Llechryd

Llechryd’s origins are in the 12th century when a cluster of buildings stood a little way north of the present bridge over the River Teifi. By the 14th century Llechryd had grown into a village with its own church – The Church of the Holy Cross – now a managed ruin cared for by Llangoedmor Community Council. There was further expansion during an industrial period in the 18th and 19th centuries. 

During the 18th and 19th centuries the river was the main route of transportation for materials such as iron for Coedmor forge, tin and iron for Penygored tinplate works and limestone and coal for the lime kiln. Goods exported back down the river were agricultural machinery, tinplate and slate and sand from the quarries. Barges were often used to transport goods as far as Cardigan Bridge where they were loaded onto larger ships for onward transmission.

Coedmor iron works dating from the early 18th century, stood on the north side of the river west of the bridge. The remains of the leat can still be seen running through the meadows between the bridge and Llechryd Isaf.

The Penygored tinplate works was established in 1771. By 1810 the works had been dismantled but within this short life time it had become one of the largest of its kind second only to the works at Melingriffith in Glamorgan. The works appear to have been established here to take advantage of the plentiful supply of charcoal made possible by the many trees.  A major factor would also have been the River Teifi, which was used to both power the works and to transport products to and from the major seaport at Cardigan at the mouth of the river. In 1791 Penygored was bought by Sir Benjamin Hammet who built an estate overlooking the works. The stone walls of the loading quay can still be seen behind Hammet House, which is now a hotel.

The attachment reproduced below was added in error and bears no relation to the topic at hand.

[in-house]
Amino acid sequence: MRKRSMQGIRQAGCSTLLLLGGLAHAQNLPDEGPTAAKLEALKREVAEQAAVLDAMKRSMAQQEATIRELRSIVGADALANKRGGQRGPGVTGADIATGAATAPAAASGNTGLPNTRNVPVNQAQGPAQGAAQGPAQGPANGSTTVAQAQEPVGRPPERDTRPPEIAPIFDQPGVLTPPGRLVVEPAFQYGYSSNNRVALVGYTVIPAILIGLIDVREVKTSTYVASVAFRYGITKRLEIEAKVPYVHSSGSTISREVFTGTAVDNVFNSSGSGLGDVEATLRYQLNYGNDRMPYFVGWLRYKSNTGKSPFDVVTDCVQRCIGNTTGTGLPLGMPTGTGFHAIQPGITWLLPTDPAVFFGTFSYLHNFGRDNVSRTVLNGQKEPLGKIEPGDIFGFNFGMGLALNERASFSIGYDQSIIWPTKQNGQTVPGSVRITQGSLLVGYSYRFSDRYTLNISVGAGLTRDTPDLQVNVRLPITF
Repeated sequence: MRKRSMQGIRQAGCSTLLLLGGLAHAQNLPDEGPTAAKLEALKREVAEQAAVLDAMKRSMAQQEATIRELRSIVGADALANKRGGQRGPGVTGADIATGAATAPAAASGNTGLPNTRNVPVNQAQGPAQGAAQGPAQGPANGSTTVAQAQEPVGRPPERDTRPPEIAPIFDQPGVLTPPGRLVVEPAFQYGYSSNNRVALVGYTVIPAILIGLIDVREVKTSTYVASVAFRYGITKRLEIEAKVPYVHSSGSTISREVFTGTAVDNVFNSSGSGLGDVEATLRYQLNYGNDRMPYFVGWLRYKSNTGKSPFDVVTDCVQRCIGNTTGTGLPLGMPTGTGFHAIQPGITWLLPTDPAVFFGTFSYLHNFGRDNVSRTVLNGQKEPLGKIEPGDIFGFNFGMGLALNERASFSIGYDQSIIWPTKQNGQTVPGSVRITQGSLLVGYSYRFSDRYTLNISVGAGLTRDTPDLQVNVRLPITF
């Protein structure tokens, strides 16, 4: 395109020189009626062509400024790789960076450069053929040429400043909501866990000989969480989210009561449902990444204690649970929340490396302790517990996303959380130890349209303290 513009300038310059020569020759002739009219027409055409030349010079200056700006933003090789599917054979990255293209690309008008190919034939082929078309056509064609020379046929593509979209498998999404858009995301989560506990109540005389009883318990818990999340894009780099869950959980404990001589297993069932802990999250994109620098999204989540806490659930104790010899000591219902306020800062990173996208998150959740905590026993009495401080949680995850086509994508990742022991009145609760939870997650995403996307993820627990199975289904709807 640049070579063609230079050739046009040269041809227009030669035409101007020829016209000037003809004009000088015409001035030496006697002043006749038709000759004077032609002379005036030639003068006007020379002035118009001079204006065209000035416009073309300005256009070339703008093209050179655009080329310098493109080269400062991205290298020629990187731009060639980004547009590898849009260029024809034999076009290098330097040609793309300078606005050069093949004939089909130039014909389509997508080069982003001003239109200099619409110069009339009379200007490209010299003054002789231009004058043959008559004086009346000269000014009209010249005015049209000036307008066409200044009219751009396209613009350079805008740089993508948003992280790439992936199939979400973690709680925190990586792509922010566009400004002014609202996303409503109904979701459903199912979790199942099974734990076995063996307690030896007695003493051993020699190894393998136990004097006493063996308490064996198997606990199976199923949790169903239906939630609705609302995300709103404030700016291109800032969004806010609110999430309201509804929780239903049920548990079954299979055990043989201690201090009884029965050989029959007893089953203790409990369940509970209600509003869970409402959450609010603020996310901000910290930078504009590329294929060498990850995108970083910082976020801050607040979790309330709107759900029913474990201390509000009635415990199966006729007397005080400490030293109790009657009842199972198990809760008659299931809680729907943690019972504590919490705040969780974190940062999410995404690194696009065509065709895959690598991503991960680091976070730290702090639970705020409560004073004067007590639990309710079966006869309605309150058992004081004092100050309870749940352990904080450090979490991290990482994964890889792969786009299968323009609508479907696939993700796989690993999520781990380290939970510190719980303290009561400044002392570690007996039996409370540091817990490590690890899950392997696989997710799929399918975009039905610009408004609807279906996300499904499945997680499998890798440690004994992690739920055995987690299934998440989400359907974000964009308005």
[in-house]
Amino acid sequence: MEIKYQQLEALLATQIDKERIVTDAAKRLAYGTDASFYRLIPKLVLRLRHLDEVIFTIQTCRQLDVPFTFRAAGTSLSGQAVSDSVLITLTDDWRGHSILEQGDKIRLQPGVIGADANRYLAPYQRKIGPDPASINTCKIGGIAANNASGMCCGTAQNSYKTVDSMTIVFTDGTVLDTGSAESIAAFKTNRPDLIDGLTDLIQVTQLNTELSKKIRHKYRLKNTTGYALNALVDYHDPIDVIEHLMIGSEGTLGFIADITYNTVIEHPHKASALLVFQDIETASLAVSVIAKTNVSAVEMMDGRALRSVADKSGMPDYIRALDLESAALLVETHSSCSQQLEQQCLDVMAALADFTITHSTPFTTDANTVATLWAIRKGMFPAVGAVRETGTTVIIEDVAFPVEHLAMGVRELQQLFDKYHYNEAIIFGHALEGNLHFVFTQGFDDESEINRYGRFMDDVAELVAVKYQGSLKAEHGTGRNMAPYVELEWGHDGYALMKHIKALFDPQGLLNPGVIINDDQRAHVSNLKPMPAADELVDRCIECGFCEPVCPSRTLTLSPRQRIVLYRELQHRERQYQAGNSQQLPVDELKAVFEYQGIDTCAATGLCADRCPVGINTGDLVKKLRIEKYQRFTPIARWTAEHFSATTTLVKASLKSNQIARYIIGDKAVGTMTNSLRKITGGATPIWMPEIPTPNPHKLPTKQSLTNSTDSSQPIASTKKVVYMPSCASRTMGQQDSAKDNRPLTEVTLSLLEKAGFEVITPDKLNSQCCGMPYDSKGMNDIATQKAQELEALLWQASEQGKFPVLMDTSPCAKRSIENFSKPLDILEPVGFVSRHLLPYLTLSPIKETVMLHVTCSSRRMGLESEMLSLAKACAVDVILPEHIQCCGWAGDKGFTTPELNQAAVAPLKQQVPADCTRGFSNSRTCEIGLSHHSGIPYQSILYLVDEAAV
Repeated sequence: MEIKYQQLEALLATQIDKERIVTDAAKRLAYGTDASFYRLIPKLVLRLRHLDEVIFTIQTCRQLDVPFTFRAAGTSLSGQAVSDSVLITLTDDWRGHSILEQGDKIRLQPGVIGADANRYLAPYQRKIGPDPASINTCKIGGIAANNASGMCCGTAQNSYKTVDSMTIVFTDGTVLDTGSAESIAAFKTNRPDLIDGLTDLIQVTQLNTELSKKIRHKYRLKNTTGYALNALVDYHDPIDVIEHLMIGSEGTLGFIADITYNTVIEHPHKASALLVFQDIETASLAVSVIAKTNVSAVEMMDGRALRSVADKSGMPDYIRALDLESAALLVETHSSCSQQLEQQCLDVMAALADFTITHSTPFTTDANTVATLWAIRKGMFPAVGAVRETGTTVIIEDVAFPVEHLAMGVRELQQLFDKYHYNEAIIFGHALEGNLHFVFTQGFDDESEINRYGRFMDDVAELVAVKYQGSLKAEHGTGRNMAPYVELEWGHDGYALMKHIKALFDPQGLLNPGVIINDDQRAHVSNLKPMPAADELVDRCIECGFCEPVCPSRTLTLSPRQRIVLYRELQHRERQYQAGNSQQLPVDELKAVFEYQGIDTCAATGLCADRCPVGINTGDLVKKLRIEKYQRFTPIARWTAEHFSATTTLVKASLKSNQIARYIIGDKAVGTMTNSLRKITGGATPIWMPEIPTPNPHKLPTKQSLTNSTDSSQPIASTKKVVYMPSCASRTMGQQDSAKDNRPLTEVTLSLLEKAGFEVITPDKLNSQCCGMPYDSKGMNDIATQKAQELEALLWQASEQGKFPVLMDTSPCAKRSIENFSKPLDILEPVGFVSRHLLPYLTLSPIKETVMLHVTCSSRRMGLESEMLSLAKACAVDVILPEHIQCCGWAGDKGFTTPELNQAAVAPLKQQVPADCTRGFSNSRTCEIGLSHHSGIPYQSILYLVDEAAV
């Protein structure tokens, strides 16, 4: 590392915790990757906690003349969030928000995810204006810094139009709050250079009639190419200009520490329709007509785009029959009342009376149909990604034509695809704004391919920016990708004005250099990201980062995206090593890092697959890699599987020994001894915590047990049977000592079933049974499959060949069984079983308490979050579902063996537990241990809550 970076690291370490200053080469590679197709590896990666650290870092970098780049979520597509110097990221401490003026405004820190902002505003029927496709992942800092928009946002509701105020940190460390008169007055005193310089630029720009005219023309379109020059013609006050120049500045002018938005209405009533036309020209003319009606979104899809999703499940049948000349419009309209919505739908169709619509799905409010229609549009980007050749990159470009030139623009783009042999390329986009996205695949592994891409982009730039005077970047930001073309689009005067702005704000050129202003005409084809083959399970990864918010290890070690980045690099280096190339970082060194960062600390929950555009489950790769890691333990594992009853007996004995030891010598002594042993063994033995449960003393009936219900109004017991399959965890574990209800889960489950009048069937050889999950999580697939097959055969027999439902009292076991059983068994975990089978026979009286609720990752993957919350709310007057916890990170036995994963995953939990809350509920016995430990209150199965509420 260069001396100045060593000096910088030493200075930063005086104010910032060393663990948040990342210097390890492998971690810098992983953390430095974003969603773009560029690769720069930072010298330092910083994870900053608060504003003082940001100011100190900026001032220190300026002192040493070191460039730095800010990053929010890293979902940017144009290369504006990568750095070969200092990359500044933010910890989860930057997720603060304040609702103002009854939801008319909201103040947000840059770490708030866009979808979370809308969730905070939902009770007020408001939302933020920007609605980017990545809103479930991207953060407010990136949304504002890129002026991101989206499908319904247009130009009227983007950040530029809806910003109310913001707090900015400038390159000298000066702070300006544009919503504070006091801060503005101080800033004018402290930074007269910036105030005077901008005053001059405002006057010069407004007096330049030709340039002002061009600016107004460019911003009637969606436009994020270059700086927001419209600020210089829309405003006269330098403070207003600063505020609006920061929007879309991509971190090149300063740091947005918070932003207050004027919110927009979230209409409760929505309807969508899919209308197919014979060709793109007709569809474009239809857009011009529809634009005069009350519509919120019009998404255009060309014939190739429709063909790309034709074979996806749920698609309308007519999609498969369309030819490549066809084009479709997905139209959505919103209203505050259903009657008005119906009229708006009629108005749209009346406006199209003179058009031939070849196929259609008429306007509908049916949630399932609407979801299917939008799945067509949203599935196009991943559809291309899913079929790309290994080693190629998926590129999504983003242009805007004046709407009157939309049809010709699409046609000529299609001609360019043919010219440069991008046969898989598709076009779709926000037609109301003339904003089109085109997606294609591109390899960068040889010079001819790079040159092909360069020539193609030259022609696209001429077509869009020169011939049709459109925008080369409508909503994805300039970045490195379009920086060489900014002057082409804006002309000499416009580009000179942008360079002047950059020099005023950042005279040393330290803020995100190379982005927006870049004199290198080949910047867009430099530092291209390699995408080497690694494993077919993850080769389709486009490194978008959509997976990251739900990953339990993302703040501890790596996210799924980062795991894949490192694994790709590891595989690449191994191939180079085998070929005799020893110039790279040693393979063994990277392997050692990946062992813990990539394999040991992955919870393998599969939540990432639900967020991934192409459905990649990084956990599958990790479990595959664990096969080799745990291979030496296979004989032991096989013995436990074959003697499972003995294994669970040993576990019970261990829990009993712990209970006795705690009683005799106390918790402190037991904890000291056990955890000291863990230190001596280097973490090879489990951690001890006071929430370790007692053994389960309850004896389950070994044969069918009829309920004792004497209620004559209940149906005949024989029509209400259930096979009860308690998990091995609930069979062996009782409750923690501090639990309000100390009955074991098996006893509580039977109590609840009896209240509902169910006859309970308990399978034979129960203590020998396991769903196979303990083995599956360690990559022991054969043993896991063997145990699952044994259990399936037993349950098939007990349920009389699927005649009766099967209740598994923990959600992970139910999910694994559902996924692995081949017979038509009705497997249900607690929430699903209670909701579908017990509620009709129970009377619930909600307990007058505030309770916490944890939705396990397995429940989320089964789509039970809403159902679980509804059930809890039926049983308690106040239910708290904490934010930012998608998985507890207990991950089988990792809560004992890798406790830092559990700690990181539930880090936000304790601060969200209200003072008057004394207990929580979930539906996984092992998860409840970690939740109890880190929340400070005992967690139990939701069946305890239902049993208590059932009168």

The lime kiln in the Coed Maidie B Goddard nature reserve was built in the 19th century. Limestone blocks were brought in by from places like Milford Haven, Carmarthen and Anglesey and burnt in local kilns to produce lime, which was used as fertiliser on local farmland.

Today the Teifi is famous for the quality of its environment and its rich habitats which sustain populations of fish, mammals, insects, plants, trees, mosses and lichens.

Fishing has traditionally been carried out on the Teifi in coracles. The Teifi coracle is a flat bottomed vessel with a willow frame covered with tarred calico. It is steered and propelled by a single operator using a single paddle. Local fishermen would often construct their own coracles in order to fish with nets for salmon in the river. Sometimes fishermen worked in pairs and spread a net across the river. Coracles have been used on the river throughout the years, mainly for fishing, but have also been useful in a number of other situations: transport of people and goods, controlling sheep dipping and postal deliveries during floods. Before it changed its course, the river Teifi flowed close to St David’s Church, Manordeifi. When the river overflowed its banks, the journey to church was only possible by coracle and even today a coracle is kept in the porch of the building.

In 1974 Llechryd man Bernard Thomas crossed the English Channel to France in his coracle. Bernard paddled from St  Margaret’s  bay in Kent to  Cap  Blanc  Nez  in France. Although the shortest crossing is about 22 miles he would have travelled nearer 30 miles because of the tides and currents. It took just 13½ hours.

References: RCAHMW, Cambria Archaeology, Trysor, National Coracle Centre Cenarth